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Mixed week for the U.S. dollar as traders priced in net negative U.S. economic updates versus improving geopolitical headlines and counter currency sentiment.

Overlay of USD Pairs: 1-Hour Forex Chart
Overlay of USD Pairs: 1-Hour Forex Chart

United States Headlines and Economic Data

Major Market Drivers for the U.S. Dollar

First, we’ll briefly touch on global risk sentiment, and for a general rundown of what drove traders broadly this week, check out my review of this week’s risk sentiment drivers and broad market behavior in my Japanese yen weekly review here.

In short, we saw broad risk-on sentiment to start the week and it dominated almost all the way through Friday as traders seemed to mainly focus on the improving geopolitical risks related to the U.S.-China trade negotiations and the avoidance of another U.S. government shutdown with a new border security bill.  Both stories have been among the top major market risk themes, so the fading uncertainty on those drivers naturally had traders leaning more towards high-yielders and riskier assets over low-yielders and safe haven plays. This is likely the reason why we saw the U.S. dollar outperform against the usual “safe haven” currencies (Swiss franc and Japanese yen) while losing out against the Loonie, Aussie, and Kiwi– typical behavior for this type of environment.

Counter currency sentiment was also a driver for USD pairs with a tough week for the British pound (weak economic data and Brexit issues) and euro (weak German data and political headlines) likely contributing to the Greenbacks positive performance against both currencies. The Aussie found buying support with the help of positive economic updates (consumer sentiment  and inflation expectations higher), while the Kiwi dollar had a monster bullish week after the RBNZ goes against traders’ dovish expectations.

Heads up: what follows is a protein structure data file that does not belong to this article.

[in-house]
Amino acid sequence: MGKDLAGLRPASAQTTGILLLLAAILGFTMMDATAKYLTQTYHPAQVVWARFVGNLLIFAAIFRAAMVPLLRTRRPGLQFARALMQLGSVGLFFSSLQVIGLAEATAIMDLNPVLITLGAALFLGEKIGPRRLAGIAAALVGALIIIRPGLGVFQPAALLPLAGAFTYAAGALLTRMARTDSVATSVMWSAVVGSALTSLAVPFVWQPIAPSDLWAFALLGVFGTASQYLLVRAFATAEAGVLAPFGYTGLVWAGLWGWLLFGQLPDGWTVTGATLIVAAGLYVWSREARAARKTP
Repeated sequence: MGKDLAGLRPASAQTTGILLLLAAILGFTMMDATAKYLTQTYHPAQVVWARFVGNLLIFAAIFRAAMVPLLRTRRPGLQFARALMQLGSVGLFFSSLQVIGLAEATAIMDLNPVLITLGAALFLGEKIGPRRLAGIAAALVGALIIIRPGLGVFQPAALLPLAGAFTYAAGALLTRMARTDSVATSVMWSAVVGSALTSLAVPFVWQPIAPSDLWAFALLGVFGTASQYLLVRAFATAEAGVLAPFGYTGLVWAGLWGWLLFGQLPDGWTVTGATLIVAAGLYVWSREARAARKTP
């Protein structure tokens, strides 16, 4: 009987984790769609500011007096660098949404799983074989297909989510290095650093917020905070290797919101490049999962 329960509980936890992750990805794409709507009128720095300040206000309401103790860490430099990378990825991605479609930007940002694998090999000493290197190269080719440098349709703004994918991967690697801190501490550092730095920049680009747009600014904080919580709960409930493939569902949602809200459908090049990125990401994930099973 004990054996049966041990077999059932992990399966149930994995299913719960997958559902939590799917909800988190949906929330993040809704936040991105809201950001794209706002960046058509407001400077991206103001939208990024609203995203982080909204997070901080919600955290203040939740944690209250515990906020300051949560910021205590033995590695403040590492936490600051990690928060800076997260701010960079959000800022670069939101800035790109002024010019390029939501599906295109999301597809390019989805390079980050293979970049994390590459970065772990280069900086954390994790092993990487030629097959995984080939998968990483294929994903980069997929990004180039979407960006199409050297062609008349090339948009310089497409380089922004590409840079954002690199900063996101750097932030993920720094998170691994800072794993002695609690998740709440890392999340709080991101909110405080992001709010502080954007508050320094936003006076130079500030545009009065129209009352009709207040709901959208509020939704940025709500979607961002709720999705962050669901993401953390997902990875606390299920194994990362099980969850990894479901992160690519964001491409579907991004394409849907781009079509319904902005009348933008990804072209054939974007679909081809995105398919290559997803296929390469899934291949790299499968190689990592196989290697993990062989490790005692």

As for U.S. specific events, it was a heavy week of  economic data, most of which were lower tier reports that didn’t seem to have an observable and/or clear uniform affect on USD pairs.  We find that this is the case since most economic updates were net negative reports and yet, the dollar did not sell off after U.S. data releases in most cases.

There was one clear exception though on Thursday as U.S. retail sales was reported to have dropped the most since September 2009, and the Greenback took a mostly uniform dip lower with exception to the Loonie (Canada released bad manufacturing sales data at the same time). But besides that, it was clear that the main focus was the improving geopolitical sentiment surrounding the U.S.-China story as the negotiations are very active and possibly close to a breakthrough, and that the U.S. avoided another government shutdown.

The Greenback did fall somewhat uniformly on Friday, but there doesn’t seem to be a direct economic catalyst as U.S. economic data was mixed on the session, but it might be due to dovish comments from San Francisco Federal Reserve Bank President Mary Daly who suggested that the Fed may hold off on raising interest rates in 2019. Whatever the case may be, this put the U.S. dollar in its final position of under performing against the comdolls while out performing the safe havens and European currencies on the week.